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Leaving Shirakawa Castle site I headed to Nanko Park completed in 1801 by Shirakawa domain lord Matsudaira Sadanobu, which was designated as national historic site as well as national scenic site. This was the first official park in Japan and the entrance of the park looked as shown above.

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A Japanese style garden “Suirakuen” made later was located adjacent to Lake Nanko. The late autumn foliage looked as shown above.

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Right next to this garden there was Nanko Shrine where Shirakawa domain lord Matsudaira Sadanobu who developed Nanko Park was enshrined. There was a statue of the lord at the entrance of the shrine as shown above.

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A historic teahouse building “Shofutei-ragetsuan” which was built in 1795 was located within the precinct. The teahouse was originally built in separate place and loved by the lord, but later moved to the current site.

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Another historic teahouse called “Kyorakutei” was located on a small hill on the edge of Lake Nanko as shown above. It was built between 1801 and 1803 after the development of Nanko Park was finished. The name symbolized the basic idea of the lord that everyone should enjoy their life regardless of rank, position or class. Near Kyorakutei there was a tomb for Tanagura domain soldiers who fought and died in Boshin Civil War in Shirakawa battlefield.

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Leaving Nanko Park I headed to Inariyama site where Shirakawaguchi battle, which was the fiercest Boshin fight in Shirakawa between Tohoku region allied forces and the new government forces. Photo above was a grave for Aizu domain soldiers who died in the Shirakawaguchi battle.

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There was another memorial monument shown above for all the victims of Boshin Shirakawaguchi battle.

The exact route and locations are shown in the map below. The map can be scaled up and down with a click and scroll.
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Restoration of Kominejo Castle stone walls in Shirakawa, Oct. 14, 2018. (白河小峰城 の 石垣修復 を見る 2018年10月14日 )

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Stone walls of Kominejo Castle site in Shirakawa were heavily damaged by the Great East Japan Earthquake in 2011. Restoration work began after the disaster and it took more than 7 years to fix the majority of the walls. Today the repaired walls were opened to the public for only a single day and photo above shows the repaired western stone wall protecting the Honmaru or the central area of the castle. The location of the castle was right next (north side) to JR Shirakawa Station.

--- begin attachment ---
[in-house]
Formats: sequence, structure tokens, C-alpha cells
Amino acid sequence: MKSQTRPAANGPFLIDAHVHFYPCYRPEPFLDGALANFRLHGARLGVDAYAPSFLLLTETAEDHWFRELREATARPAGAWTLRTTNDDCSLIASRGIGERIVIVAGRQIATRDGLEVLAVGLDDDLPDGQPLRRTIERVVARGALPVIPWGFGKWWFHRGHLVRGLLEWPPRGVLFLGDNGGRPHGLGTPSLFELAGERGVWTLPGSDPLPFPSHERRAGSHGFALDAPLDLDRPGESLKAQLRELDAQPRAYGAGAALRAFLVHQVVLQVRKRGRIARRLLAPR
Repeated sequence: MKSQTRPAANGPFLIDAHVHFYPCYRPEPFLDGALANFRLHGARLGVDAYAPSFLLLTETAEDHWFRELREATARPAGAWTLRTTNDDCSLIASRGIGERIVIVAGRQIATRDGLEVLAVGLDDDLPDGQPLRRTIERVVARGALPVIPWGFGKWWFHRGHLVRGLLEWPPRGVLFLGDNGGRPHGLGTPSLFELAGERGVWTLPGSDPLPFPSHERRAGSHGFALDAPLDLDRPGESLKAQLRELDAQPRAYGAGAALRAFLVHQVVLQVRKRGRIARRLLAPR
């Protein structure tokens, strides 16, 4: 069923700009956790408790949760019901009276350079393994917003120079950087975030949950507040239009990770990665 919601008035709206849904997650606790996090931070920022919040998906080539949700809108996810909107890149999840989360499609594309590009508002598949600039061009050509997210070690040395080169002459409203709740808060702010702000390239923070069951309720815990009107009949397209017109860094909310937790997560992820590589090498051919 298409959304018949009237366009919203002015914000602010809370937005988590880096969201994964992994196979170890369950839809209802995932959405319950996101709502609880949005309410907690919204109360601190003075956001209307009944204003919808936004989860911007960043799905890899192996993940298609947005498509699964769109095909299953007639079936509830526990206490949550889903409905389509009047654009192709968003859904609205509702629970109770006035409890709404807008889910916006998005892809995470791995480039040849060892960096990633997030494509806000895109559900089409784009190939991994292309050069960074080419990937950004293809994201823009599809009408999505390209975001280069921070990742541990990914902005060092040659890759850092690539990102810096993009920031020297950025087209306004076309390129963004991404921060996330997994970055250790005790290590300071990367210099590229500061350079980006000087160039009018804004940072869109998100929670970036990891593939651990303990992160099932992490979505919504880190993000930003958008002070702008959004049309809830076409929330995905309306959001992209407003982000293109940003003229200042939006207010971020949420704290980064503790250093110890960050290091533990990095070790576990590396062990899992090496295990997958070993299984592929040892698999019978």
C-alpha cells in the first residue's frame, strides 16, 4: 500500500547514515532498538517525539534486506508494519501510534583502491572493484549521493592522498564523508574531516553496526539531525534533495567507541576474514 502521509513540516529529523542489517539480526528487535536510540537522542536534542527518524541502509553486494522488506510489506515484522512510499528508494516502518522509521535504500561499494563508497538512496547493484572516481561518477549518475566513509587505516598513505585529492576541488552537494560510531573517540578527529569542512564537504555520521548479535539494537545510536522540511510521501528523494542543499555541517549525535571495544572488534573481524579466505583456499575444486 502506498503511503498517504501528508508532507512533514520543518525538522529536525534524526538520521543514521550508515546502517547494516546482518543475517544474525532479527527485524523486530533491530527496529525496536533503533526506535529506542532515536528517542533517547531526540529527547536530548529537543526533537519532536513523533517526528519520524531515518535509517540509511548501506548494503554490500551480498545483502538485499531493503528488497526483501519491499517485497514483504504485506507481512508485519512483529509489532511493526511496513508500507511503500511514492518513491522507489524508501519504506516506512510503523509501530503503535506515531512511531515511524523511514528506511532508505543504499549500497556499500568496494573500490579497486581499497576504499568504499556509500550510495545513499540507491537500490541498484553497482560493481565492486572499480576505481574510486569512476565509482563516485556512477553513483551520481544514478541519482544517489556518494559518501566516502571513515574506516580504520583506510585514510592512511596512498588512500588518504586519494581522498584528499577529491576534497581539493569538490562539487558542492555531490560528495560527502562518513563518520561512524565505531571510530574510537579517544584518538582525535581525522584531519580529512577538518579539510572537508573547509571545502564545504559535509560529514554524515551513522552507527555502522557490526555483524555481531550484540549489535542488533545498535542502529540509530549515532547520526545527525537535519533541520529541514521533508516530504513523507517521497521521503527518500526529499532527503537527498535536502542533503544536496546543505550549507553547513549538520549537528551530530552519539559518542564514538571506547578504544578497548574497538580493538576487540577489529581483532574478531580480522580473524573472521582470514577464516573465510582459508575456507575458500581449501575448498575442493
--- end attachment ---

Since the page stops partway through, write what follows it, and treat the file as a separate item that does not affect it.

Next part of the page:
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Photo above was a map of the castle area posted at the site showing the repaired portion of the stone walls in red and blue. Restoration work was completed for the major parts except for the yellow part in the east. All the work is scheduled to be finished in the next few years when all the area will be open to the general public.

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Photo above shows the northern side of the wall which is the longest. White colored stones show the repaired part of the collapse.

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Photo above shows stone wall at the back side (northern side) of 3-story Yagura or turret building. This stone wall was one of the oldest ones built even before the large-scale reconstruction work between 1629 and 1632 lead by the load Niwa Nagashige.

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Right next to the east side of the castle area there was a large tomb for some of the new government force solders from Satsuma domain who died in the Boshin civil war battle in Shirakawa as shown above.
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Photos above show Shimizumon gate site (left hand side) which was the most important gate for the castle and which was located just in front of the main 3-story Yagura building. A brief description panel stood at the site.
Welcome! 福が満開、福のしま。